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Dr. Walker’s primary research interests lie in electric propulsion, plasma physics, and hypersonic aerodynamics/plasma interaction. He has extensive design and testing experience with Hall thrusters and ion engines. Dr. Walker performed seminal work in Hall thruster clustering and vacuum chamber facility effects. His current research activities involve both theoretical and experimental work in advanced spacecraft propulsion systems, diagnostics, plasma physics, helicon plasma sources, magnetoplasmadynamic thrusters, and pulsed inductive thrusters.

***Projects covered by non-disclosure agreements and ITAR are not presented.***

Current Domestic Projects

Joint AdvaNced PropUlsion InStitute (JANUS)

Supported by NASA - Visit Website

As part of the NASA Space Technology Research Institutes, JANUS will enable the flight of high-power electric propulsion by creating physics-based limits, mitigation techniques, and extrapolation procedures to predict the in-space performance, operation, and lifetime of high-power electric propulsion devices from ground tests. To perform the required research, JANUS has mobilized a comprehensive team of world-class researchers who are subject-matter experts in the relevant research areas. The team is composed of faculty members from the Georgia Institute of Technology, University of Michigan, University of California, Los Angeles, University of Illinois Urbana-Champaign, Colorado State University, Pennsylvania State University, Stanford University, University of Colorado Boulder, Western Michigan University, Clark Atlanta University, Chicago State University, and City Colleges of Chicago as well as industry partners from the Aerospace Corporation, Aerojet Rocketdyne, and Busek. 

Ionization and Acceleration of N2/O2 Mixtures for Air-Breathing Electric Propulsion

 Supported by AFOSR

The goal of the proposed research is to create a model-based approach to the ionization of molecular propellants with varying composition as well as predictive lifetime modeling capability for insulating materials in the presence of ionized air. These are unique needs of air-breathing EP that have not been addressed by the plasma processing community.  This capability will also aid the development of propulsion systems that use a single molecular propellant to deliver a dual-use propulsion capability.

Past Research Projects

Air Breathing RF Thruster for VLEO Missions

Supported by Phase Four Inc.

Compact VLF Plasma Antenna for Underground Communication

Supported by ENIG

High-Fidelity Coupling of Predictive Plasma-Wall Models

In collaboration with researchers from George Washington University, GT HPEPL investigated the interactions between a confined plasma and adjacent wall from both plasma physics and materials science perspectives.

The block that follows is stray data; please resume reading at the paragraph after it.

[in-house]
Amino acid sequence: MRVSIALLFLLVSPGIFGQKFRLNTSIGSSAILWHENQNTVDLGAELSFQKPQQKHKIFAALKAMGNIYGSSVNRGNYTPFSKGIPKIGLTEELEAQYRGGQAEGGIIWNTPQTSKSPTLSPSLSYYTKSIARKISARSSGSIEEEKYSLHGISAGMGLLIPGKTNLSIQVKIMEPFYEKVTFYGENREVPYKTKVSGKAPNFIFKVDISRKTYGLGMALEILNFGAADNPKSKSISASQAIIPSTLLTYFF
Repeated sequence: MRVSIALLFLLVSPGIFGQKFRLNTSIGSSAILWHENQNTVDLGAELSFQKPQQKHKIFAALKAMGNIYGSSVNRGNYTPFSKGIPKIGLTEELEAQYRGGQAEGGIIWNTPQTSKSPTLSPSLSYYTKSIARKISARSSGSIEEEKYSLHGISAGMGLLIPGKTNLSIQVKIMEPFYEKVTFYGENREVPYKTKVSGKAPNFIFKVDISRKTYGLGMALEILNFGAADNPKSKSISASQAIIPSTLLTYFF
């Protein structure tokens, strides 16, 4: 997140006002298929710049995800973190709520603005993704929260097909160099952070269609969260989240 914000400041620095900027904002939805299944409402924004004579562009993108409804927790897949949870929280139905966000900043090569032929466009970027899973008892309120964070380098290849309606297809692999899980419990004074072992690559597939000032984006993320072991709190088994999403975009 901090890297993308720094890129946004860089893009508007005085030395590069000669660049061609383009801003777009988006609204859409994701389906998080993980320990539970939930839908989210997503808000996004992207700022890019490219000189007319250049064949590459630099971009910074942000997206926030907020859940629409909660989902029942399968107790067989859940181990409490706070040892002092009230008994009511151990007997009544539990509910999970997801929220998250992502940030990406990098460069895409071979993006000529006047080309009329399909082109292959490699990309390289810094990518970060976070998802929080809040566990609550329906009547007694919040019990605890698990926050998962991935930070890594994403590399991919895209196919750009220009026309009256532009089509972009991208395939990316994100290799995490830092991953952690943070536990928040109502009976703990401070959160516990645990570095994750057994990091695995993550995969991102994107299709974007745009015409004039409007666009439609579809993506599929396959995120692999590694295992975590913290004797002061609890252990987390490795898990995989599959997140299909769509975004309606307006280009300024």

The goal of this work is to create a high-fidelity, predictive capability of plasma-wall interactions.  The work is performed in collaboration with researchers from Georgia Washington University. This capability will aid the development of approaches to control the plasma-wall interaction in plasma systems. The proposed research will directly couple plasma models (informed at the EEDF level) with microstructural material models (informed at the level of the mesoscale physics and features). This work advances the state-of-the-art for non-equilibrium modeling of plasma-material systems and offers predictive solutions for higher-performing devices for USAF needs.

Magnetohydrodynamic Energy Generation and Flow Control for Planetary Entry Systems

Supported by NASA

GT HPEPL is working to investigate magnetohydrodynamic energy generation during planetary entry.  Atmospheric reentry plasmas are simulated using an artificially radio-frequency ionized supersonic plasma wind tunnel developed in collaboration with NASA JPL. Results include electrical energy harvested from the plasma wind tunnel using a prototype magnetohydrodynamic energy generator design appropriate to planetary entry systems.

Comprehensive Study of Plasma-Wall Interaction

Supported by AFOSR – Visit Website

In collaboration with researchers from Georgia Tech, Georgia Tech Research Institute, University of Alabama, and George Washington University, GT HPEPL investigated the interactions between a confined plasma and adjacent wall from both plasma physics and materials science perspectives.

Development of Negative Ion Thruster

Supported by NASA MSFC

GT HPEPL worked on developing an ion thruster that uses electronegative gas as a propellant. Unlike most ion thrusters, electronegative thrusters produce both positive and negative ions and accelerate both species to generate thrust. This also enables the plasma to remain quasineutral, eliminating the need for neutralizing devices like cathodes at the thruster exit. This work was supported with a grant from NASA Marshall Space Flight Center. It is called the MINT for Marshall’s Ion-ioN Thruster.

Helicon Plasma Source

Supported by MOOG and AFOSR

This research focused on the physics and behavior of RF plasma sources in the HF range. The work also examined the potential of helicon devices as electrode-less thrusters that use plasma double layers to accelerate ions. Thrust measurements and plume evaluation were executed in this work.

Solar Array Exposure to an Arcjet Plume

Magnetohydrodynamic Power Generation for Upper-Stage Rockets


Very-short Antennas via Ionized Plasmas for Efficient Radiation (VAIPER)

Hi-speed Plasma Science (HiPS) to Enable Advanced Radiation Devices

Laboratory Affiliations

Electric Rocket Propulsion Society

Air Force Research Laboratory

Georgia Tech Center for Space Systems